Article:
Daniel James (202) 429-6545
COMING SOON
IMMIGRATION LAW FORUM Office of Minority and Multicultural Affairs, Montgomery County Silver Spring, Md. Dec 16 Marlene Arrieta Weiss (703) 493-2555
Hispanic Link Weekly Report


ARLINGTON COUNTY JOB OPPORTUNITIES
The following positions close December 18, 1987:
SHORT-TERM GRADUATE INTERN (June 1988 to September 1986)
Salary: $9.059/hr. Announcement #1606-8E-CMG
LONG-TERM GRADUATE INTERN (Minimum of one year)
Salary: $9.421/hr. Announcement #1606-8E-CMG VARIOUS POSITIONS COUNTYWIDE
Graduate Intern positions are designed to provide graduate students with learning experience while performing productive assignments and becoming oriented to the goals, organization, and operations of local government. Interns may be assigned to assist in the development and execution of projects concerning a single program area or may have primary responsibility for projects involving issues impacting major program areas, multiple departments or policy considerations. Interns will work under the supervision and guidance of the senior manager in the organization to which they are assigned. Applicants must be recent graduates from a Master's degree program and not previously employed in the field, or must have completed one semester of graduate study beyond the Bachelor's degree and be currently enrolled in a program leading to a Master's degree in public or business administration, urban and regional planning or other field related to the needs of local government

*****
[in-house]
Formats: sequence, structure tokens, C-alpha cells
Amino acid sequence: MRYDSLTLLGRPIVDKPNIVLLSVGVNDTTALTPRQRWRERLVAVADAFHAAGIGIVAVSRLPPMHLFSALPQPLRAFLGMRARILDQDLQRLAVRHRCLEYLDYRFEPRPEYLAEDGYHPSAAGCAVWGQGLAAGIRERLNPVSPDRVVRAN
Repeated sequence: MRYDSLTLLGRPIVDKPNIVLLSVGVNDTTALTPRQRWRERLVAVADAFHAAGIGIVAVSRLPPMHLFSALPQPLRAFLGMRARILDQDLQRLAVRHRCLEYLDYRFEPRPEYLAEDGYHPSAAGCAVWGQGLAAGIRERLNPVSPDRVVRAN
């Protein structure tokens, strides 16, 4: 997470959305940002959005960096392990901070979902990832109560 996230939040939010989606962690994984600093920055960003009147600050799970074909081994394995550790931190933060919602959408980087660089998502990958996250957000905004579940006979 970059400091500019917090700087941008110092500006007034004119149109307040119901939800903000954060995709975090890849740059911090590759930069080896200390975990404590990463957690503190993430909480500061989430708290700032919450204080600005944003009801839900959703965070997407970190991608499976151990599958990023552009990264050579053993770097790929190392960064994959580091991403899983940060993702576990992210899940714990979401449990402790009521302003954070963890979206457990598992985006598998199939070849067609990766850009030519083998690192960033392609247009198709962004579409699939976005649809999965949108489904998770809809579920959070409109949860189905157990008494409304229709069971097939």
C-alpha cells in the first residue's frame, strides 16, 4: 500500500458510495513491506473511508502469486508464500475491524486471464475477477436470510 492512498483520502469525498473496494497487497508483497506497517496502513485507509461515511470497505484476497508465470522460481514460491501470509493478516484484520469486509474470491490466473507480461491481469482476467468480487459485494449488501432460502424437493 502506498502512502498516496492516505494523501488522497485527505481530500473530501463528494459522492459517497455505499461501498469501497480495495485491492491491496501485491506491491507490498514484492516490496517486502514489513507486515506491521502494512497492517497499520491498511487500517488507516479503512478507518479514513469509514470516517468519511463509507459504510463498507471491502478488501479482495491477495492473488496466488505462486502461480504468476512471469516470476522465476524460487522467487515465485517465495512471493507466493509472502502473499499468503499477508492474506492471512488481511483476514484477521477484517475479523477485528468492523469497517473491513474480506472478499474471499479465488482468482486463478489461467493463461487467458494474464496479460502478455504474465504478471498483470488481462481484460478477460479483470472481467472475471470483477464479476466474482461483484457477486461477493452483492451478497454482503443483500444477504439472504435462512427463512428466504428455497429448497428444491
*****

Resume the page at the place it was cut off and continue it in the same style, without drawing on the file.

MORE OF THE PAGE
Note: Please request an official job announcement for special application instructions if you wish to apply for an Intern position.
All applicants must submit an official Arlington County application form. A separate form must be completed for each position applied for. Resumes submitted without a completed official Arlington County application form will not be accepted. Applications must be received into the Personnel Department no later than 5 PM on the closing date. To request application material please call (703) 558-2167 or TDD (703) 284-5521 (hearing impaired only).
ARLINGTON COUNTY Personnel Department 2100 14th Street, North Arlington, Va. 22201 EOE/MFH
Dean
School of Business & Public Administration California State College9 Bakersfield
California State College, Bakersfield (CSB) invites applications and nominations for the position of Dean of the School of Business & Public Administration. CSB is the youngest of 19 campuses in the California State University System. The campus serves the metropolitan Bakersfield population of 250,000 and a growing and diverse population of 700,000 people located primarily in the Southern San Joaquin Valley. CSB enrolls about 4700 students In baccalaureate and masters degree programs.
The School offers undergraduate and masters degrees in business and in public administration. The degree programs are accredited by AACSB and NASPAA. The School is organized into the departments of Accounting, Finance, Management, Marketing, and Public Policy and Administration.
The Dean is expected to provide leadership for the School of Business & Public Administration in the areas of teaching, academic planning, research, and community relations and support. Responsible to the Vice President for Academic Affairs, the Dean represents the School to the College; external professional constituencies; local, state, and national agencies; and the community.